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RE: Web and TV Accessibility

From: GAUSMAN, PAUL <pg2483@att.com>
Date: Fri, 16 Sep 2011 20:53:16 +0000
To: Thomas Stockhammer <stockhammer@nomor.de>
CC: Robert Pearson <robert.pearson@ami.ca>, Silvia Pfeiffer <silviapfeiffer1@gmail.com>, "public-web-and-tv@w3.org" <public-web-and-tv@w3.org>
Message-ID: <F403326A8484704DAAAD9BA5687DDE87A29C95@MISOUT7MSGUSR9I.ITServices.sbc.com>
I need to read up on DASH to understand what it provides. Thanks for the response.

Here are a few examples/scenarios to illustrate what I'm thinking about:

1.      [multiple devices, multiple viewing angles, interactive media] I'm on a voice call with my spouse. I have a tablet device, also, and my spouse has a TV, all of which are connected to and registered with "the network". She tells me about a commercial she sees on TV for a new car. The commercial appears on my tablet. Our comments steer the path of the commercial: "I wonder how it would look in blue?" The cameras on our larger screen devices put our faces on the screen with the commercial, so we can see each other's expressions. (Lip-sync desirable.) We each inspect the car separately but the image of the car reacts to both of our gestures on both screens, from each of our perspectives (I'm looking under the hood; my wife is looking at the interior of the cabin.) "How do you like the upholstery?" I ask. Etc.

2.      [virtual reality living room, synthetic sporting event, viewed from multiple locations] Steve, Bill and I are in 3 separate cities but play a dream league football game together in real-time. Bill's dream team is playing Steve's dream team, and I'll the referee. All three of us are represented with avatars in the virtual football stadium environment.  Each of us can manipulate our respective virtual components and it all comes together in sync in the VR space. Our individual views are POV correct for our position on the field.

3.      [personalized augmented experience, natural interaction] I'm in a physical showroom in the Mall. I pick up a tablet device at the front door of the store. I call a number on my smart phone to engage the personal sales agent and register my phone with the sales system. I am connected to a live salesman in a remote location who is synchronized to realistic avatar rendering of an idealized sales person, selected for me based on my personal profile data. As I walk through the store, the salesman's avatar is on the tablet device. I can hear the salesman's voice using my BT headset on my phone or using a headset connected to the tablet, provided by the store. The salesman's presentation is appropriate for the display I'm looking at. He is prompted by an intelligent agent as to details and sales techniques pertinent to my interests. (The live person is there to add a more natural effect to the sales experience. His voice quality is translated in real-time to the voice selected for my ears - a female voice.) I like the item and the deal, so a contract appears on my smart phone for identity verification, and I electronically sign it, buying <whatever>.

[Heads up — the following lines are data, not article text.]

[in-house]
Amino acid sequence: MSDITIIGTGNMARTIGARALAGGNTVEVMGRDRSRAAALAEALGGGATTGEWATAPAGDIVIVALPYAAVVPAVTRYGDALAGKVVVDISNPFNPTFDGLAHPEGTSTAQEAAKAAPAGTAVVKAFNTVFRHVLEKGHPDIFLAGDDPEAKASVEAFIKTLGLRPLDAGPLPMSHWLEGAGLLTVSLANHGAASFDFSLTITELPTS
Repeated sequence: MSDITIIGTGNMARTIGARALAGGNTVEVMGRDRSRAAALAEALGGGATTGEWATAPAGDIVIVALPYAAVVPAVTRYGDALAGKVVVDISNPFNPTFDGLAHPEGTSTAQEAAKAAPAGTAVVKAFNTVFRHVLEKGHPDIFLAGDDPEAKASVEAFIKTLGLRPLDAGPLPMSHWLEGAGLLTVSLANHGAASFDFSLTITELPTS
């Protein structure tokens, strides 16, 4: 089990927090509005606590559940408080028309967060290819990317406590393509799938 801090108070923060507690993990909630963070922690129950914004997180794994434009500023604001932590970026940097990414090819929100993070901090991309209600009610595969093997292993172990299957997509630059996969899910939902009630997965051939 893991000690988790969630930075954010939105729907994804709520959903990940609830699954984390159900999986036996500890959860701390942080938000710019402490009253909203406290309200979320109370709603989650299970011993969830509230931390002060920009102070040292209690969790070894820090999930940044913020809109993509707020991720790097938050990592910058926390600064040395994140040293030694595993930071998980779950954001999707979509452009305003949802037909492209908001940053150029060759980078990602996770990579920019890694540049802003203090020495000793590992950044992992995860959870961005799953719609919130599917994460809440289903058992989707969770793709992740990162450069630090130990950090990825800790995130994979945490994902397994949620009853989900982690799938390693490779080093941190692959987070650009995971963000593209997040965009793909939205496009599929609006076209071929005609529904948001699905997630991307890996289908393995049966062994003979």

4.      [augmented experiences in new settings] I'm driving down the highway and I go past a series of billboards. In a Burma Shave manner, the successive displays build on each other to provide an experience that depicts famine in East Africa. A narrator appears on the screen on my dashboard, and tells me the details. Eventually, I'm asked to donate to the Hunger Relief Fund. I hit "5" on my dashboard to signify a donation of $50.

5.      [complex experiences involving multiple ad-hoc users] I'm walking around Paris, France. I've never been here before. My cell phone SIM has ID'd me to the augmented reality programs which I'm running on my personal display device (e.g. tablet, smart phone, iglasses.) My personal agent is giving me a tour. As I stop in front of intelligent signage in various windows, the signs know me and know what I might be interested in. I have a natural interaction with my agent and the sign(s). I come to a famous spot where Napoleon once stood. I hesitate, taking it in, and a 3D re-enactment of an historical event is superimposed over my view of the spot. For fun, the enactment involves me in the action. I learn firsthand what it was like to talk to Napoleon as a commoner. Meanwhile, all the smart signs around the spot are reacting to my experience, trying to lure me into their shop.

The things that are important to me about these examples (which I hope are adequate) are:

·        Code running different apps on the same or different devices need to be synchronized with my overall experience

·        The content being synchronized for an experience doesn't have to be video or audio in format; it could include anything